Available literature has limitations regarding the average requirement of vitamin K for normal homeostasis. In 2001, the United States Pharmacopeia Health and Medicine Division established adequate intake (AI) values based on median intake values reported by the National Health and Nutrition Examination Survey (NHANES) III; the AI value for vitamin K1 was set to 90 μg/dl for adult females and 120 μg/dl for adult males [67, 68]. This study does not advocate that this concentration of vitamin K will be enough to maintain the carboxylation of VKDPs. Undercarboxylated, biologically inactive Gla proteins are caused by vitamin K deficiency, resulting in the synthesis of calcification, which is considered a risk factor for VC and CVD [67, 68].

CVD is a cluster of abnormal conditions, such as CHD, and influences the functions of the heart and blood vessels that supply blood to various parts of the body [69]. Heart diseases and stroke are the primary causes of death and disability worldwide. According to the American Heart Association 2020 report, the age-adjusted death rate of CVD is 219.4 per 100,000, which means that someone is dying of CVD every 37 seconds, with a total of 2,353 deaths from CVD each day in the U.S. Consistent with these data, there are approximately 795,000 new or recurrent strokes each year, as well as approximately 401 deaths from stroke each day, based on data for previous years [70]. CVD-related diseases, such as angina, carotid artery diseases, and peripheral artery diseases, are characterized by the formation of fatty deposits in the arteries, which is known as atherosclerosis. These deposits consist of calcium, cellular waste products, fatty substances, cholesterol, and fibrin (a clotting material in the blood), which ultimately leads to narrowing and blockage of the arteries and reduced blood flow to the heart muscle. Studies have shown that lifestyle, healthy diets, vitamins, and physical activity may have a potential role in preventing the development of CVD [71, 72].

There is compelling evidence that vitamin K is involved in various biological processes in the body and mediates anti-calcification, anti-cancer, bone-forming, and insulin-sensitization effects, and plays a vital role in the prevention management of CVD (Figure 5) [72]. It has been reported that vascular deficiency of vitamin K can lead to CVD by increasing calcium deposition and coronary artery calcification because vitamin K-synthesized osteocalcin and MGP strongly inhibit VC by regulating bone metabolism. Previous studies have shown a strong association between reduced intake of vitamin K and the development of coronary calcification, advocating that adequate vitamin K intakes can prevent CVD [73, 74]. The involvement of vitamin K in VC by the carboxylation of MGP has been confirmed in various animal studies that; MGP-knock out mice died within two months due to VC-induced rupturing of blood vessels followed by short stature, osteopenia, and fractures [75]. Sweatt et al. hypothesized that in rodents, a specific calcium-mediated and vitamin K-dependent Gla region in MGP protein is involved in binding bone morphogenetic protein-2 (BMP-2) that may link the age-related arterial calcification and low carboxylation of MGP [76]. Vitamin K antagonist warfarin has been shown to antagonize vitamin K-dependent carboxylation of MGP, leading to extensive VC [77]. However, vitamin K intake can suppress arterial calcification after treatment with warfarin in rats [78]. VKDPs, such as MGP and Gas-6, have the ability to protect the vasculature and have an essential role in blood coagulation by preventing tissue calcification and cell death in VSMCs and arterial vessel walls [79]. Several clinical observational studies have hypothesized that chronic dietary supplementation of both vitamins K1 and K2 may negatively correlate with risks of VC and CVD [79].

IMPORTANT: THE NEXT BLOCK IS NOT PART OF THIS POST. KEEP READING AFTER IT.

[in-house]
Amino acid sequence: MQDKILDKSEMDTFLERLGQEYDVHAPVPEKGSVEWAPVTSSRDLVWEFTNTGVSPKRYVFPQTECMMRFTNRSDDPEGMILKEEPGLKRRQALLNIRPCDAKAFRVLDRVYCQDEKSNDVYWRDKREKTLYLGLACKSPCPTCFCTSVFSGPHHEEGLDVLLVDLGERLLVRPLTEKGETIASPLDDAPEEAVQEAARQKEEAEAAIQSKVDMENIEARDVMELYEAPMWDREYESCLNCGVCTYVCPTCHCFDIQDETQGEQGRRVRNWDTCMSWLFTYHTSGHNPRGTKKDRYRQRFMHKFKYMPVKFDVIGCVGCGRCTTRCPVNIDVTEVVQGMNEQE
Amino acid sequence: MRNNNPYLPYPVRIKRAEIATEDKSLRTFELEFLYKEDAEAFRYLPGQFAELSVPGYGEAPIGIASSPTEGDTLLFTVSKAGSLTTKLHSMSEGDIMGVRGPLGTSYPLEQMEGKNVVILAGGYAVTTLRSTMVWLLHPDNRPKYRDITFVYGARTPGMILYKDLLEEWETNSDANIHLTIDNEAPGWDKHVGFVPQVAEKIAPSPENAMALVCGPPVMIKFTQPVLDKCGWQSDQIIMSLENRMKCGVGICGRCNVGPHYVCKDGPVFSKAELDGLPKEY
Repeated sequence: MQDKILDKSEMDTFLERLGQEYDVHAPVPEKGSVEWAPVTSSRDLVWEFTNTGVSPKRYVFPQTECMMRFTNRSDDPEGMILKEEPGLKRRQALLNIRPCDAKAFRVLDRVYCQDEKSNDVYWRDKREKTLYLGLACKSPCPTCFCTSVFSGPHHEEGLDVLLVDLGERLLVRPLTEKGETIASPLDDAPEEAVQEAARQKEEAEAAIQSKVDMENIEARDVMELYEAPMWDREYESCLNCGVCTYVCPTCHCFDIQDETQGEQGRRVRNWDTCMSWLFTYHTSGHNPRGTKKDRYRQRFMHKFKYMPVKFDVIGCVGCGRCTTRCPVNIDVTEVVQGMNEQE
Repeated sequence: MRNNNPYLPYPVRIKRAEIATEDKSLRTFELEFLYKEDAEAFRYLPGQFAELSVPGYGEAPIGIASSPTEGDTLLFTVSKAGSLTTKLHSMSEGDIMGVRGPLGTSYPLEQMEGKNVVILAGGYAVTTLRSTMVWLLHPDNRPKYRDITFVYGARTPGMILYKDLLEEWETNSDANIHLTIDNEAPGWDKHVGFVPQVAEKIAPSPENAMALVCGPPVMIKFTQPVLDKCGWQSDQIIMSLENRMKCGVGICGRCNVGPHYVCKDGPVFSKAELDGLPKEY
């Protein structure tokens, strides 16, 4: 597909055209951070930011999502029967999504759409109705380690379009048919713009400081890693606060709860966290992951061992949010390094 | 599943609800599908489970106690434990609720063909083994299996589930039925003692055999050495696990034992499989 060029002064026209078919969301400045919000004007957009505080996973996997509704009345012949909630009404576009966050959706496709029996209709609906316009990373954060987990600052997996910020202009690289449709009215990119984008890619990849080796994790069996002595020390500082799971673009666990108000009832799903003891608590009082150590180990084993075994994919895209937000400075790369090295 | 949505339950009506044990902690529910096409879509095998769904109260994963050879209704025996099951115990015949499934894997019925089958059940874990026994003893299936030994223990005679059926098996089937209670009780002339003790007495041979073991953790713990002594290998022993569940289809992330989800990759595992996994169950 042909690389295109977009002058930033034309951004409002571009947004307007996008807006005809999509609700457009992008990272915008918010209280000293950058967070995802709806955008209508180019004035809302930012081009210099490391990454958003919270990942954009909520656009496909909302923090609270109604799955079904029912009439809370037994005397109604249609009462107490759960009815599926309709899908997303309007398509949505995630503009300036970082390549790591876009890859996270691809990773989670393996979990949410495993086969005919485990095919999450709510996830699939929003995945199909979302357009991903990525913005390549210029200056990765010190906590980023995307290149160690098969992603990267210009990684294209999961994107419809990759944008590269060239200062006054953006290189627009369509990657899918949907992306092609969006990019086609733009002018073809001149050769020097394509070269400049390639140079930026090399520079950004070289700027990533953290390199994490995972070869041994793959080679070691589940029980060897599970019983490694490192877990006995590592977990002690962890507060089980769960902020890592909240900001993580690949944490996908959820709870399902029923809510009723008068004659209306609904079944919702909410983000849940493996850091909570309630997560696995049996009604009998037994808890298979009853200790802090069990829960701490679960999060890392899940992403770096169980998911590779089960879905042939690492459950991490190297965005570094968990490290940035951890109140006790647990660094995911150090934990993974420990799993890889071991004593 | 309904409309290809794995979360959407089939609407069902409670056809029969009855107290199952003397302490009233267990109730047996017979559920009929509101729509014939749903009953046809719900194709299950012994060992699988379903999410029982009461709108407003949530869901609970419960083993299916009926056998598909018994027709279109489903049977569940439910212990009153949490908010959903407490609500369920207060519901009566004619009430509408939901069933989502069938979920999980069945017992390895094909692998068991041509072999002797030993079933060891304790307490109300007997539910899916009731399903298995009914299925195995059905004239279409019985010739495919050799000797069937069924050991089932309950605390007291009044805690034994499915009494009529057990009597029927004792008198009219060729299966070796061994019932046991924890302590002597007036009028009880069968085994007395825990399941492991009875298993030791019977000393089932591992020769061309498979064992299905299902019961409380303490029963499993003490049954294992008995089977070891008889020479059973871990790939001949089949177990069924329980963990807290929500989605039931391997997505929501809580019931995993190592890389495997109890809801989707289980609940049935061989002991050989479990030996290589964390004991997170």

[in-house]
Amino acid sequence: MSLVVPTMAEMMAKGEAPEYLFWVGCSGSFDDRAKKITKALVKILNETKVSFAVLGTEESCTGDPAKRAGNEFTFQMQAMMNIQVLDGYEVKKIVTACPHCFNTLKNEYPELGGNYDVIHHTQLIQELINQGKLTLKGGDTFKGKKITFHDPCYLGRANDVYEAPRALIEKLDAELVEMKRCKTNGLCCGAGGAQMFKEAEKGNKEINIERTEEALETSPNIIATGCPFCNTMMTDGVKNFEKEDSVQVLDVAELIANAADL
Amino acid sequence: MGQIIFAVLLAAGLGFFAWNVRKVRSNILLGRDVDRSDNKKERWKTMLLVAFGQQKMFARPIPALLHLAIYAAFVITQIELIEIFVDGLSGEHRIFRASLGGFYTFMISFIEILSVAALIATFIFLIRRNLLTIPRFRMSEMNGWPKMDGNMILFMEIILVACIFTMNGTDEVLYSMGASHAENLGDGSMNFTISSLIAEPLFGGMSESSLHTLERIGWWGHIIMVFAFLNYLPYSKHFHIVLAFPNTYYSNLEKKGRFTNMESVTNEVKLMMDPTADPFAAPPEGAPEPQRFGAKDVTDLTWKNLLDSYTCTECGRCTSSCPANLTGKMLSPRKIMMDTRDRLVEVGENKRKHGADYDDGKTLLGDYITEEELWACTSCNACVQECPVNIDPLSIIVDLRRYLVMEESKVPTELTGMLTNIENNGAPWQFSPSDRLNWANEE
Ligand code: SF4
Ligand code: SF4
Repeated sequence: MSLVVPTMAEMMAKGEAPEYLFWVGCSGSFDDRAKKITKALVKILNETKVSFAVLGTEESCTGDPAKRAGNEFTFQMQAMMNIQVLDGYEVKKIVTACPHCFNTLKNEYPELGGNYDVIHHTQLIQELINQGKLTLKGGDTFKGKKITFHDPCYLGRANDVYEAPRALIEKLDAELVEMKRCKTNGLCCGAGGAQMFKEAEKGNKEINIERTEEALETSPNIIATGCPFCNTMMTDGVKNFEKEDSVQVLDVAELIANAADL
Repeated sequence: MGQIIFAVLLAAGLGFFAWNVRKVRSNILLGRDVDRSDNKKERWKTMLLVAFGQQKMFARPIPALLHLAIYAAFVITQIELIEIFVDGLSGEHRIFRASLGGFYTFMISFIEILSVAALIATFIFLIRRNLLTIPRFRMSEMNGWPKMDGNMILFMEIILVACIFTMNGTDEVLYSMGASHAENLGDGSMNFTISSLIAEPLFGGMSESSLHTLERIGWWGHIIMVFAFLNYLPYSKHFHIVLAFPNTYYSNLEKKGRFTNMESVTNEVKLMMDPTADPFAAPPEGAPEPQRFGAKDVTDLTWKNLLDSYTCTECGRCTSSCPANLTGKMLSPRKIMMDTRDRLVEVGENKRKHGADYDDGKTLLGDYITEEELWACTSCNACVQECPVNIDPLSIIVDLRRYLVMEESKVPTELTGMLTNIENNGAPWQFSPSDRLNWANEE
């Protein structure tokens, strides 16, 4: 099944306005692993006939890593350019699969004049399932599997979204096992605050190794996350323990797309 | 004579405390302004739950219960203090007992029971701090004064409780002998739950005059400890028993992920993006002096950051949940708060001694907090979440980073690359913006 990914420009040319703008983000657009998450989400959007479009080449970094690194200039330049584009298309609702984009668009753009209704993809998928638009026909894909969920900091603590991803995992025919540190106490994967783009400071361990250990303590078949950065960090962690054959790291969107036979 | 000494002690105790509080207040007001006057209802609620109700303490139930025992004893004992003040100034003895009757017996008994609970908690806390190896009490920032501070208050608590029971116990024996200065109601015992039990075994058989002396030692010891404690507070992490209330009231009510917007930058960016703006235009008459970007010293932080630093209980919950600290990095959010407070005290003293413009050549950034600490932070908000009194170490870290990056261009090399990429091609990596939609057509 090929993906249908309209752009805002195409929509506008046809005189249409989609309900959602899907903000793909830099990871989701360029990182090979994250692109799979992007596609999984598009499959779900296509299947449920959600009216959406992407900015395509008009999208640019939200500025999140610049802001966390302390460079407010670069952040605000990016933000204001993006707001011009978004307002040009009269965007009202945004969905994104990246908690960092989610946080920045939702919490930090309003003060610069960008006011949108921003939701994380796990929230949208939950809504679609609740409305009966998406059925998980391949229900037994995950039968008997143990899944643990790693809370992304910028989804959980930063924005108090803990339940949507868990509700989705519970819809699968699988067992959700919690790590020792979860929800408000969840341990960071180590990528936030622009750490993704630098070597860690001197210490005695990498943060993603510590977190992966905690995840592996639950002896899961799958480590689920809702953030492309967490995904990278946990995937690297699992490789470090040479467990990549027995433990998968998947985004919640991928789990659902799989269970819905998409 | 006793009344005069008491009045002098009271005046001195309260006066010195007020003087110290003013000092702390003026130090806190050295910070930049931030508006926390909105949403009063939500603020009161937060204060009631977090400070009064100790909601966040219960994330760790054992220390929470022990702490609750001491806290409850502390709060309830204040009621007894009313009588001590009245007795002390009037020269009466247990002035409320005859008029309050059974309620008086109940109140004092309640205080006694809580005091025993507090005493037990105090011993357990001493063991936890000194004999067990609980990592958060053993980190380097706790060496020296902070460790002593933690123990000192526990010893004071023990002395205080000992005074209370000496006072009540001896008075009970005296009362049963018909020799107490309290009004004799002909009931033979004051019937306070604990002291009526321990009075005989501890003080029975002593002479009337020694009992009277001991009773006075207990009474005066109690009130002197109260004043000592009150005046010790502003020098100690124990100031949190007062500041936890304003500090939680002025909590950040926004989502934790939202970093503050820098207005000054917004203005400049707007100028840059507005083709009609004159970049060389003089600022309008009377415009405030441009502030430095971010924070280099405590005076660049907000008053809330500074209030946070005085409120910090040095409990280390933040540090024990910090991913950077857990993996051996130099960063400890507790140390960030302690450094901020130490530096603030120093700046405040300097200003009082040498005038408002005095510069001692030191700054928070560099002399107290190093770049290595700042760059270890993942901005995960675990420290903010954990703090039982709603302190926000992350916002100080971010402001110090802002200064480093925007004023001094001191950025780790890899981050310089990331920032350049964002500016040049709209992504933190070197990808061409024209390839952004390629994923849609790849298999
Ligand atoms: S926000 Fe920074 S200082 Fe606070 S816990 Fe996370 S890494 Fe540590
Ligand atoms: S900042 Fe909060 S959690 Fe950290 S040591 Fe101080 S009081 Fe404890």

Figure 5.

A model showing the therapeutic potential of vitamin K against various cardiovascular diseases (CVD). MGP and Gas6 are vitamin K dependent proteins, which are activated by carboxylation. Subsequently, Gas6 exerts inhibitory effects on the apoptosis of endothelial cells and VSMCs, thus preventing angiosteosis and protecting blood vessels and improved various heart diseases.

Additionally, subtypes of vitamin K2 (MK4 to MK9) have been examined in the Prospect–EPIC cohort, which consists of 16,057 women, aged 49–70 years old with no history of CVD [79]. This study concluded that a high intake of menaquinones (MK7, MK8, and MK9) could protect against CVD. However, this kind of protection has not been observed with vitamin K1 (phylloquinone) against CVD in other cohort observations [79, 80]. Notably, a Nurses’ Health Study conducted with 72,874 female nurses aged between 38 and 65 years old has confirmed that vitamin K1 and lower risk of CVD is not significant because vitamin K1 intake may be a substitute marker for a healthy diet rather than an independent risk factor for CHD [81]. Nevertheless, data from National Health and Nutrition Examination Surveys examined the data of 5296 individuals with a minimum age of 50 years and concluded that vitamin K1 shows an independent assessment of high arterial pulse pressure [69]. In another prospective cohort study, 7216 participants were assessed by different types of vitamin K intake and mortality [82]. This study concluded that a high vitamin K intake is linked to the reduced risk of CVD in a Mediterranean population [82]. Vitamin K has shown promising results against vascular calcification in vitamin K-deficient individuals. Further research is justified to explore a relationship between vitamin K supplementation and the prevention of CVD.